Defining the problem
Albert Einstein said, “If I had an hour to solve a problem and my life depended on the solution, I would spend the first fifty-five minutes determining the proper question to ask, for once I know the proper question, I could solve the problem in less than five minutes.”
Problems can be reframed as opportunities if we take the time to define the problem. Let’s take the current problem faced by the car manufacturing industry. It has been framed as a problem of spending good money after bad and that no one could save the car manufacturing industry from global realities of car volumes, labour rates and exchange rates. The problem is insurmountable.
What if the problem was defined as improving our manufacturing skill base? What would the solutions have looked like? What would the political rhetoric have been?
What if the problem was defined as improving our research and development and car design capabilities to sell to the rest of the world? What would the solution and political rhetoric look like?
Defining and redefining the problem based on root cause analysis or negative brainstorming reframes the problem to an opportunity, to create new benefits.
Gaining a helicopter view of a problem creates new perspectives, which typically generate new solutions, reframing the problem in a much broader context.
A helicopter view is one in which we zoom out and see the problem in relation to other issues to determine high level causes and effects and then zoom in to observe some of the detail of the problem. Creating a helicopter view or multiple helicopter views requires an ability to think systemically and to have access to information and knowledge about the topic at hand in detail and in general.
For example, what if the carbon tax debate and the broader climate change issues and debates were seen as a risk management exercise? Would the concentration of the media on opposed position of climate change “deniers” and climate change fraudsters and the oppositional politics be more sensible and be reframed at options to reduce the risk of the worst predictions coming true at the lowest cost today?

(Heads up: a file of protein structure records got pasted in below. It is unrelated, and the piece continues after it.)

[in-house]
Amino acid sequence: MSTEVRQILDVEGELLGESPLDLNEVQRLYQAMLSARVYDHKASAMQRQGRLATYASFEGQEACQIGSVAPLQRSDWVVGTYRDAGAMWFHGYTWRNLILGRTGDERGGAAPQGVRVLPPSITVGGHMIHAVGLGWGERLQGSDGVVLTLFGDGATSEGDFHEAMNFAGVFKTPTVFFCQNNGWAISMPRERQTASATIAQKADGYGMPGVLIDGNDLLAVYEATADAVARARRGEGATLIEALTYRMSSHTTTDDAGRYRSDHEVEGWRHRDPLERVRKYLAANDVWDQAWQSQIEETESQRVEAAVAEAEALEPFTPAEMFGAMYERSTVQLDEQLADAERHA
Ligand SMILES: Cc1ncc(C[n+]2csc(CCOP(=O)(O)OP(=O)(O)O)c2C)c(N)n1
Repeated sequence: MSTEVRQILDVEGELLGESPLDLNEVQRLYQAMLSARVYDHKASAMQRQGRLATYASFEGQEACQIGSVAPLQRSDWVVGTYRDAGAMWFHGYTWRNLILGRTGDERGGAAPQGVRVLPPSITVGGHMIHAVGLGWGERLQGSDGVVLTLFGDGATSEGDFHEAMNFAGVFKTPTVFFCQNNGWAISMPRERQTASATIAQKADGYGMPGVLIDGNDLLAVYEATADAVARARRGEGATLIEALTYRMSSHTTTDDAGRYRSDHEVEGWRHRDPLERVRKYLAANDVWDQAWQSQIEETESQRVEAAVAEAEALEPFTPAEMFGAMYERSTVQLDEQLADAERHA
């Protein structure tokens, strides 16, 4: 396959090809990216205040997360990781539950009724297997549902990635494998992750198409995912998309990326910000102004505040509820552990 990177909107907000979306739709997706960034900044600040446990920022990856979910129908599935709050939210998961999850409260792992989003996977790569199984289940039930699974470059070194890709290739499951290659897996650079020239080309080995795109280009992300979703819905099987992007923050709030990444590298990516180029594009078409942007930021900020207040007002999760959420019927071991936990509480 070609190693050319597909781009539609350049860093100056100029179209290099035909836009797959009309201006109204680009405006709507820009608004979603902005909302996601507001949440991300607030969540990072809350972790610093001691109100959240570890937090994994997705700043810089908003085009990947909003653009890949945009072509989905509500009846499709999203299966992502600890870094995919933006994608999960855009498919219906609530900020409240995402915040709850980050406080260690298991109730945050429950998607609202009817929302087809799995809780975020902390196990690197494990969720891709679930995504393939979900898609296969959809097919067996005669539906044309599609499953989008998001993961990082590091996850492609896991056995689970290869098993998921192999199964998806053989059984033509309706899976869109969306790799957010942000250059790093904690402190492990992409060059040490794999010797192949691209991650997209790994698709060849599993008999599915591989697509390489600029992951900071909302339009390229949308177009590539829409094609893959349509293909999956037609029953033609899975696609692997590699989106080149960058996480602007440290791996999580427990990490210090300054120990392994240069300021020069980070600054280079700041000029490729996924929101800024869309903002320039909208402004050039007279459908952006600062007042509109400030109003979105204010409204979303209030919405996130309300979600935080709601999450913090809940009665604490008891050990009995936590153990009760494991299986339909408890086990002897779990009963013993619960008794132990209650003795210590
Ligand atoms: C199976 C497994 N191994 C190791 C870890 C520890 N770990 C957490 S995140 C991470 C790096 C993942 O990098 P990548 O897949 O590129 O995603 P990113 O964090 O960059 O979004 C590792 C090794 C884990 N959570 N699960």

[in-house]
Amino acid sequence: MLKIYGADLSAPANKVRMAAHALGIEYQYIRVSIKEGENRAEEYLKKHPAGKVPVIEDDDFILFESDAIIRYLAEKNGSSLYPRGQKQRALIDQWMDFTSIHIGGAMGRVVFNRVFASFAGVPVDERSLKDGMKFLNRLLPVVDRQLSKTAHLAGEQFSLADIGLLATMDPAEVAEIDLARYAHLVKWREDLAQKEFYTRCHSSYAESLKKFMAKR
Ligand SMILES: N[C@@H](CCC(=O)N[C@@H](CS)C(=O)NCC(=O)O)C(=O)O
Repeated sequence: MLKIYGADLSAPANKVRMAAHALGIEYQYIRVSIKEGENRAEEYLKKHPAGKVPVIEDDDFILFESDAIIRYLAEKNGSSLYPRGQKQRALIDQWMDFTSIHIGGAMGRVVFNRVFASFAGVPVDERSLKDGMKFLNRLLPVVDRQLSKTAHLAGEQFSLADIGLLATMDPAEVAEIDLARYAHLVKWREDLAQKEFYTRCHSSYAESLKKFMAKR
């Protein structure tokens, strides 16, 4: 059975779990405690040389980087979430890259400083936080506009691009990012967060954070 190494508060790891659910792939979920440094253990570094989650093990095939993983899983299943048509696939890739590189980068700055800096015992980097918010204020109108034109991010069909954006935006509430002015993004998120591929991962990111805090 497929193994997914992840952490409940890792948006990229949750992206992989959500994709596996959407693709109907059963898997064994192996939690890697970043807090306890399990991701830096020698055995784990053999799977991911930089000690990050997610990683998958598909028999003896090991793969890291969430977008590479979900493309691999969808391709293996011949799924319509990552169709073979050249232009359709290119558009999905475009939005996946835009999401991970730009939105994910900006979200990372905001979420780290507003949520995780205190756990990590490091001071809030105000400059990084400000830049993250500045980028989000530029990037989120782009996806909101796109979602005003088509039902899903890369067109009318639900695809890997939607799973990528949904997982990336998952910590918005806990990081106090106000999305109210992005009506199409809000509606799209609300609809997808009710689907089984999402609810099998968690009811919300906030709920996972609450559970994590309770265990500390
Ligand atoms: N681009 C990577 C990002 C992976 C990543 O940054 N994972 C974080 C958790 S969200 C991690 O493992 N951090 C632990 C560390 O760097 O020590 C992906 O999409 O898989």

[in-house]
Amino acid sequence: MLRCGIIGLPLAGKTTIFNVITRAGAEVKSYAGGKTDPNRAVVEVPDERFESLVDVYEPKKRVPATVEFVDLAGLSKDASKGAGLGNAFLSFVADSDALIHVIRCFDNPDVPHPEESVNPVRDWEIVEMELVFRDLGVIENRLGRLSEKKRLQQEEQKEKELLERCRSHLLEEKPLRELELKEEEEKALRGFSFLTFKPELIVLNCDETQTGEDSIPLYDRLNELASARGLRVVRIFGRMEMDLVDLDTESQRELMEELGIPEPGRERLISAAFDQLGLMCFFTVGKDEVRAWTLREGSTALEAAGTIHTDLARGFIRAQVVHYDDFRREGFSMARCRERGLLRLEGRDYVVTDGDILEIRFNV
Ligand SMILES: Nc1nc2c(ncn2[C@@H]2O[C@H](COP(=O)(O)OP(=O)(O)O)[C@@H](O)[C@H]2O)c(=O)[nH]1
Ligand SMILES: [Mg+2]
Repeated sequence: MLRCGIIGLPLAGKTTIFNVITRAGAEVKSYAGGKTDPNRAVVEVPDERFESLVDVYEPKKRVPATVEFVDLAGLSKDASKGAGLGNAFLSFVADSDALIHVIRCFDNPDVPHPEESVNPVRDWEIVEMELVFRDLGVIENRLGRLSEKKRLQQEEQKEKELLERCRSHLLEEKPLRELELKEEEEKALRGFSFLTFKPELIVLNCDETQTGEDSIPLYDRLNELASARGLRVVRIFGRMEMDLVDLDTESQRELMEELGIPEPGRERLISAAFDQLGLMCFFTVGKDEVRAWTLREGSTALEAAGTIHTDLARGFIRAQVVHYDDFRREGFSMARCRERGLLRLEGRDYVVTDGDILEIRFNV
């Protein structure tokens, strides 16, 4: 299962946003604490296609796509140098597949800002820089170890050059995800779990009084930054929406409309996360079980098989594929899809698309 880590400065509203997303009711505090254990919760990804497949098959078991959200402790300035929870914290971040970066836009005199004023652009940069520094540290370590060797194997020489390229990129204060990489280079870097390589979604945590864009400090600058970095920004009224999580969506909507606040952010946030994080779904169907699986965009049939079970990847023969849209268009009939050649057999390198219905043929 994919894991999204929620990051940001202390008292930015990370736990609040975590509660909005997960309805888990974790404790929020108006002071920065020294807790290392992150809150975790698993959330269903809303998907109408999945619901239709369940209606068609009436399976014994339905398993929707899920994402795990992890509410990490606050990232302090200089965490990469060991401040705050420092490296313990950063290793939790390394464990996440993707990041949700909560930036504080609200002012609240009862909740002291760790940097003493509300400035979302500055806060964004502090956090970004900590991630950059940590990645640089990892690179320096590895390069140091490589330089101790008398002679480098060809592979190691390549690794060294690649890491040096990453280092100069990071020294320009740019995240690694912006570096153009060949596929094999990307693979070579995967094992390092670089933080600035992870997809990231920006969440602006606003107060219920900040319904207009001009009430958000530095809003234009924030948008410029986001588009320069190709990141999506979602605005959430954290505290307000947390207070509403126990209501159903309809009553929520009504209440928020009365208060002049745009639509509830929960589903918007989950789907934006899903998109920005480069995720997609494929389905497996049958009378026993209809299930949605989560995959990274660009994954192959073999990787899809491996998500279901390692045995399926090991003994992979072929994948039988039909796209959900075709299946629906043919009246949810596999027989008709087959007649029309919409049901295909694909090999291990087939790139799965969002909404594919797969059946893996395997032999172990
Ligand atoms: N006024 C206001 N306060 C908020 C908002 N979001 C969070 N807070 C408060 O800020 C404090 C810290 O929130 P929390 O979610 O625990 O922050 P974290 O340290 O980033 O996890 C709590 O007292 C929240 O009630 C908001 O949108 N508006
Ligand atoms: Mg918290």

Some people have the capacity to develop a helicopter view based on their own experience and thinking skills. However, it is reasonably rare and developing a helicopter view usually requires collaboration and access to data from multiple sources. It requires a team approach with a common desire to define and solve the real problem.
Taking a helicopter view also tends to remove the emotion of negative decision making, giving rise to a solid view of what needs to be done and the overall positive impacts of taking action.
The impact of negative decision making
It is my observation that negative decision makers tend to, through their desire to avoid something rather than create something, encourage a form of groupthink where closed-mindedness is the norm. People associated with the negative decision making rationalise warnings that might challenge the group's assumptions. They also stereotype those who are opposed to the group as biased, or even weak and evil.
Negative decision making reduces options generation and innovation. Negative decision making reduces the development of people. Negative decision making reduces the belief that followers have in a positive future and creates a negative culture.
Let’s hope for Australia’s sake that we begin to see positive decision making as the norm of our governments soon, as they reframe the current spate of negative thinking and decision making.
We welcome your comments.
Contact Kevin by email at firstname.lastname@example.org or via phone on +61 (0)408 508 490